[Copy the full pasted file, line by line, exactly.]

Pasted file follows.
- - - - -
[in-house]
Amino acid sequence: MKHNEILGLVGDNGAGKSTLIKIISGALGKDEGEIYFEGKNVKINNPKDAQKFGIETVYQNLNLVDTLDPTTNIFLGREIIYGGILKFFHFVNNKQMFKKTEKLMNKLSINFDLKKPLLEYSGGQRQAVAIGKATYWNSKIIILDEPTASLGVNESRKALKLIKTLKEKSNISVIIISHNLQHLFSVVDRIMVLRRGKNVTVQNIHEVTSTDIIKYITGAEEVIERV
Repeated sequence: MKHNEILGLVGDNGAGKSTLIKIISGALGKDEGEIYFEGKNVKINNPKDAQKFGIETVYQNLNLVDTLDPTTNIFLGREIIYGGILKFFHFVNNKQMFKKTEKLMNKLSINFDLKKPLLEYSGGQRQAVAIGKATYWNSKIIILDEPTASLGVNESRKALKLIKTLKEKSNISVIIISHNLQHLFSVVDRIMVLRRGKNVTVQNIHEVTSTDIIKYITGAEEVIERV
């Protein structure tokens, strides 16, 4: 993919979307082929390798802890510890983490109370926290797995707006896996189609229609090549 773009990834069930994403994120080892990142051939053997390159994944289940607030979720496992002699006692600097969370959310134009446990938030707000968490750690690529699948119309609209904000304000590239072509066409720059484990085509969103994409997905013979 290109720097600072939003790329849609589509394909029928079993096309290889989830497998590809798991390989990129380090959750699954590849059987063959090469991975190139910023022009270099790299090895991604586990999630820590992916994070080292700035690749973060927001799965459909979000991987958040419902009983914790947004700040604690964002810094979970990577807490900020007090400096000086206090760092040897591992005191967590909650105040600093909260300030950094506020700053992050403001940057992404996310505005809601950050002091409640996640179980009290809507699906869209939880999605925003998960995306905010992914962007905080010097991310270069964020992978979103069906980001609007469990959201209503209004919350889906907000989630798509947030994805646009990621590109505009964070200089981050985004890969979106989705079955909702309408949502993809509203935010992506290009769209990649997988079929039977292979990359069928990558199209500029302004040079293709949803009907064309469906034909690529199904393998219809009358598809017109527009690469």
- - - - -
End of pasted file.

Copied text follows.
[in-house]
Amino acid sequence: MKHNEILGLVGDNGAGKSTLIKIISGALGKDEGEIYFEGKNVKINNPKDAQKFGIETVYQNLNLVDTLDPTTNIFLGREIIYGGILKFFHFVNNKQMFKKTEKLMNKLSINFDLKKPLLEYSGGQRQAVAIGKATYWNSKIIILDEPTASLGVNESRKALKLIKTLKEKSNISVIIISHNLQHLFSVVDRIMVLRRGKNVTVQNIHEVTSTDIIKYITGAEEVIERV
Repeated sequence: MKHNEILGLVGDNGAGKSTLIKIISGALGKDEGEIYFEGKNVKINNPKDAQKFGIETVYQNLNLVDTLDPTTNIFLGREIIYGGILKFFHFVNNKQMFKKTEKLMNKLSINFDLKKPLLEYSGGQRQAVAIGKATYWNSKIIILDEPTASLGVNESRKALKLIKTLKEKSNISVIIISHNLQHLFSVVDRIMVLRRGKNVTVQNIHEVTSTDIIKYITGAEEVIERV
């Protein structure tokens, strides 16, 4: 993919979307082929390798802890510890983490109370926290797995707006896996189609229609090549 773009990834069930994403994120080892990142051939053997390159994944289940607030979720496992002699006692600097969370959310134009446990938030707000968490750690690529699948119309609209904000304000590239072509066409720059484990085509969103994409997905013979 290109720097600072939003790329849609589509394909029928079993096309290889989830497998590809798991390989990129380090959750699954590849059987063959090469991975190139910023022009270099790299090895991604586990999630820590992916994070080292700035690749973060927001799965459909979000991987958040419902009983914790947004700040604690964002810094979970990577807490900020007090400096000086206090760092040897591992005191967590909650105040600093909260300030950094506020700053992050403001940057992404996310505005809601950050002091409640996640179980009290809507699906869209939880999605925003998960995306905010992914962007905080010097991310270069964020992978979103069906980001609007469990959201209503209004919350889906907000989630798509947030994805646009990621590109505009964070200089981050985004890969979106989705079955909702309408949502993809509203935010992506290009769209990649997988079929039977292979990359069928990558199209500029302004040079293709949803009907064309469906034909690529199904393998219809009358598809017109527009690469």